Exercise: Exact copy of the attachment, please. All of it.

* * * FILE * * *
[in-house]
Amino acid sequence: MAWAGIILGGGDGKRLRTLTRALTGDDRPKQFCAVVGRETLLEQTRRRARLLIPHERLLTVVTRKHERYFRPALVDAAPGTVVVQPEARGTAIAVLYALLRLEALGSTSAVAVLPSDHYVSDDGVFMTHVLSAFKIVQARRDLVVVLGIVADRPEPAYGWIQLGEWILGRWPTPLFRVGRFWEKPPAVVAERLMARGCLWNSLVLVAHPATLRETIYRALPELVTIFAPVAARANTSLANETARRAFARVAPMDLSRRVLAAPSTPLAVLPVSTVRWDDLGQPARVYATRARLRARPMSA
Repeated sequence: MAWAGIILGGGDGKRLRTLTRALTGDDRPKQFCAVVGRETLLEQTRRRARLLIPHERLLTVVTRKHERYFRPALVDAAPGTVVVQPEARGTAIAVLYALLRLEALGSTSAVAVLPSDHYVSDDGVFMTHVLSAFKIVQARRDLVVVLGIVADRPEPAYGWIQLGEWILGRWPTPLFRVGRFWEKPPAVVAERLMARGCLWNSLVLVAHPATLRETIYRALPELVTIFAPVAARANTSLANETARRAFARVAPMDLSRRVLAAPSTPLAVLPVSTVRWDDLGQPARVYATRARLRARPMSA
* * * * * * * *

[in-house]
Amino acid sequence: MAWAGIILGGGDGKRLRTLTRALTGDDRPKQFCAVVGRETLLEQTRRRARLLIPHERLLTVVTRKHERYFRPALVDAAPGTVVVQPEARGTAIAVLYALLRLEALGSTSAVAVLPSDHYVSDDGVFMTHVLSAFKIVQARRDLVVVLGIVADRPEPAYGWIQLGEWILGRWPTPLFRVGRFWEKPPAVVAERLMARGCLWNSLVLVAHPATLRETIYRALPELVTIFAPVAARANTSLANETARRAFARVAPMDLSRRVLAAPSTPLAVLPVSTVRWDDLGQPARVYATRARLRARPMSA
Repeated sequence: MAWAGIILGGGDGKRLRTLTRALTGDDRPKQFCAVVGRETLLEQTRRRARLLIPHERLLTVVTRKHERYFRPALVDAAPGTVVVQPEARGTAIAVLYALLRLEALGSTSAVAVLPSDHYVSDDGVFMTHVLSAFKIVQARRDLVVVLGIVADRPEPAYGWIQLGEWILGRWPTPLFRVGRFWEKPPAVVAERLMARGCLWNSLVLVAHPATLRETIYRALPELVTIFAPVAARANTSLANETARRAFARVAPMDLSRRVLAAPSTPLAVLPVSTVRWDDLGQPARVYATRARLRARPMSA